Comparing what I got today with the data Michael Foerster posted about,
I got pretty good directions from the Yale data, but the magnitudes were
off, by as much as a factor of 2, presumably because the parallaxes in
Yale aren't as reliable. Pretty sure Yale predates Hipparcos.

An interesting diversion, at least. UVW data is in fields 42-44 of the
Nordstrom catalog. The summary page is

http://cdsweb.u-strasbg.fr/viz-bin/Cat?V/117

- Ernie http://mywebpages.comcast.net/erniew

9. ## The Sun, in an Open Cluster

Serendipity... A few hours after my previous post I saw a new story in
the journal Science on recent solar origin research , based on work at
Arizona State by Jeff Hester.

You can find the original news release at:
http://www.asu.edu/asunews/research/...h_creation.htm

It seems that the interstellar cloud that gave birth to the Sun was
even more violent than expected. Using data from the Spitzer,
Chandra, and Hubble space telescopes (Save The Hubble!), the team
found that characteristics of the star forming nebula indicate that
among our Sun?s brother and sister stars were a few giant stars.
These giants first cooked the nebula with intense UV radiation, and
then further shook up the neighborhood with supernova explosions.

"People have long imagined that the Sun formed in (a) more quiescent
type of environment," Hester noted, "but we believe that we have
compelling evidence that this is not the case."

It seems that we started in an even rougher neighborhood than first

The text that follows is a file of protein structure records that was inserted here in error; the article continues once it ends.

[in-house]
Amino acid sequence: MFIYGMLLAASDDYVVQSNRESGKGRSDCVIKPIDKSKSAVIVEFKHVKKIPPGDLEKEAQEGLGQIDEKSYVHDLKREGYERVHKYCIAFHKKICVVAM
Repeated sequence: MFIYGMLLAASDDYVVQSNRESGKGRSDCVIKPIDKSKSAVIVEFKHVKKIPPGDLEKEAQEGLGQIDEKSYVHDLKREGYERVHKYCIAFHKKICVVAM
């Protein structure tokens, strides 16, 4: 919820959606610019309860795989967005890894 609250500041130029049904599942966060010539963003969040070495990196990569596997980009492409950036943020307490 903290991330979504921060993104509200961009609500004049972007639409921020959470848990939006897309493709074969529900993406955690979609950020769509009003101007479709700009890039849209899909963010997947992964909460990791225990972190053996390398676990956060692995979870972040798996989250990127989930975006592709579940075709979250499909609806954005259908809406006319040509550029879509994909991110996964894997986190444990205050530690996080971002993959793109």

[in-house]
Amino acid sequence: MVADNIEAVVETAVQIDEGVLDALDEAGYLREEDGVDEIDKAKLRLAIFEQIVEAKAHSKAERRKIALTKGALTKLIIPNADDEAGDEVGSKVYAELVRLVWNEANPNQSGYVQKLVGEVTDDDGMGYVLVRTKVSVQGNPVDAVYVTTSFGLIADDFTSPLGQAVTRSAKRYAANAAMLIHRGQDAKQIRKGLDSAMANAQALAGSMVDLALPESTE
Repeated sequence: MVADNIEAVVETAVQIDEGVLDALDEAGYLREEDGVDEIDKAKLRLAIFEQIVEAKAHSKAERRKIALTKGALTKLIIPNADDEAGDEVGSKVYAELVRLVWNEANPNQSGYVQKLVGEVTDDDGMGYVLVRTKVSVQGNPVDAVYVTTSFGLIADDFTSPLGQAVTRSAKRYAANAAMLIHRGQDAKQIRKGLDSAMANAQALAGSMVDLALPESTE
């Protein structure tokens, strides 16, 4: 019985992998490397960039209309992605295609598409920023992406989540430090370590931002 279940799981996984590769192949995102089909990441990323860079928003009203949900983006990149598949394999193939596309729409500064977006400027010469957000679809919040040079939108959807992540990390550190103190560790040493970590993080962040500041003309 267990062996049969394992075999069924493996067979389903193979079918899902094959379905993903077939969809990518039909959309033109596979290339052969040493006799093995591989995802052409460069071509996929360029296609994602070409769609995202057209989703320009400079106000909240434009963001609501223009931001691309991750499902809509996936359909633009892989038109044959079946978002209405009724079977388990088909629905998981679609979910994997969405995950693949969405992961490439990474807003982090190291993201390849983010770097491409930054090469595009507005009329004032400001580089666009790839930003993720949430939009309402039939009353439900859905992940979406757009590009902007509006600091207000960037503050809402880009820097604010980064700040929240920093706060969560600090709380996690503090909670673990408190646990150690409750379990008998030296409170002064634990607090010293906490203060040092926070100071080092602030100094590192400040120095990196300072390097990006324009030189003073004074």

imagined. In regards to this thread, the original open cluster
containing the Sun and its brethren was a short-lasting feature
(relatively speaking).

¤ Clear skies & a star to steer by! >Michael ¤

10. ## The Sun, in an Open Cluster

Serendipity... A few hours after my previous post I saw a new story in
the journal Science on recent solar origin research , based on work at
Arizona State by Jeff Hester.

You can find the original news release at:
http://www.asu.edu/asunews/research/...h_creation.htm

It seems that the interstellar cloud that gave birth to the Sun was
even more violent than expected. Using data from the Spitzer,
Chandra, and Hubble space telescopes (Save The Hubble!), the team
found that characteristics of the star forming nebula indicate that
among our Sun?s brother and sister stars were a few giant stars.
These giants first cooked the nebula with intense UV radiation, and
then further shook up the neighborhood with supernova explosions.

"People have long imagined that the Sun formed in (a) more quiescent
type of environment," Hester noted, "but we believe that we have
compelling evidence that this is not the case."

It seems that we started in an even rougher neighborhood than first
imagined. In regards to this thread, the original open cluster
containing the Sun and its brethren was a short-lasting feature
(relatively speaking).

¤ Clear skies & a star to steer by! >Michael ¤